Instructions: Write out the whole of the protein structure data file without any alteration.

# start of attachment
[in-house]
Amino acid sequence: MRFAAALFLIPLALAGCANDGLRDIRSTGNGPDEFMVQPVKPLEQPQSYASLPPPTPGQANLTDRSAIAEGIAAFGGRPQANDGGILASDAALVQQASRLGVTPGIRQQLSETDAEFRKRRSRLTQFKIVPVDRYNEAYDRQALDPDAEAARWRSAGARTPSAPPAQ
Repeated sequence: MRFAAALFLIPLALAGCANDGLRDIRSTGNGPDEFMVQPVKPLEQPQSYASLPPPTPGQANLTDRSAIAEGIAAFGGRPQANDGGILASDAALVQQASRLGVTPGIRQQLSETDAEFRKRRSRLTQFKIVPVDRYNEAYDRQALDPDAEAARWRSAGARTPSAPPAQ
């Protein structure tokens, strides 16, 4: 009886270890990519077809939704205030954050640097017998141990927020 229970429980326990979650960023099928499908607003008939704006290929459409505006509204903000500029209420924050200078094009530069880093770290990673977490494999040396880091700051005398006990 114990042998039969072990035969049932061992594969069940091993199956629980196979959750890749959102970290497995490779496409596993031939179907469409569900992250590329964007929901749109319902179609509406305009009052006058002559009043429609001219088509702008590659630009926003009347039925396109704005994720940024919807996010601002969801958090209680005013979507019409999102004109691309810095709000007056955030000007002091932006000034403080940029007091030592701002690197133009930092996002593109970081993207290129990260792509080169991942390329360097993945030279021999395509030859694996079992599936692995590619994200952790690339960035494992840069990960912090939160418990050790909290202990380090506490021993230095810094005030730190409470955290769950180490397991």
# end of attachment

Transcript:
[in-house]
Amino acid sequence: MRFAAALFLIPLALAGCANDGLRDIRSTGNGPDEFMVQPVKPLEQPQSYASLPPPTPGQANLTDRSAIAEGIAAFGGRPQANDGGILASDAALVQQASRLGVTPGIRQQLSETDAEFRKRRSRLTQFKIVPVDRYNEAYDRQALDPDAEAARWRSAGARTPSAPPAQ
Repeated sequence: MRFAAALFLIPLALAGCANDGLRDIRSTGNGPDEFMVQPVKPLEQPQSYASLPPPTPGQANLTDRSAIAEGIAAFGGRPQANDGGILASDAALVQQASRLGVTPGIRQQLSETDAEFRKRRSRLTQFKIVPVDRYNEAYDRQALDPDAEAARWRSAGARTPSAPPAQ
């Protein structure tokens, strides 16, 4: 009886270890990519077809939704205030954050640097017998141990927020 229970429980326990979650960023099928499908607003008939704006290929459409505006509204903000500029209420924050200078094009530069880093770290990673977490494999040396880091700051005398006990 114990042998039969072990035969049932061992594969069940091993199956629980196979959750890749959102970290497995490779496409596993031939179907469409569900992250590329964007929901749109319902179609509406305009009052006058002559009043429609001219088509702008590659630009926003009347039925396109704005994720940024919807996010601002969801958090209680005013979507019409999102004109691309810095709000007056955030000007002091932006000034403080940029007091030592701002690197133009930092996002593109970081993207290129990260792509080169991942390329360097993945030279021999395509030859694996079992599936692995590619994200952790690339960035494992840069990960912090939160418990050790909290202990380090506490021993230095810094005030730190409470955290769950180490397991």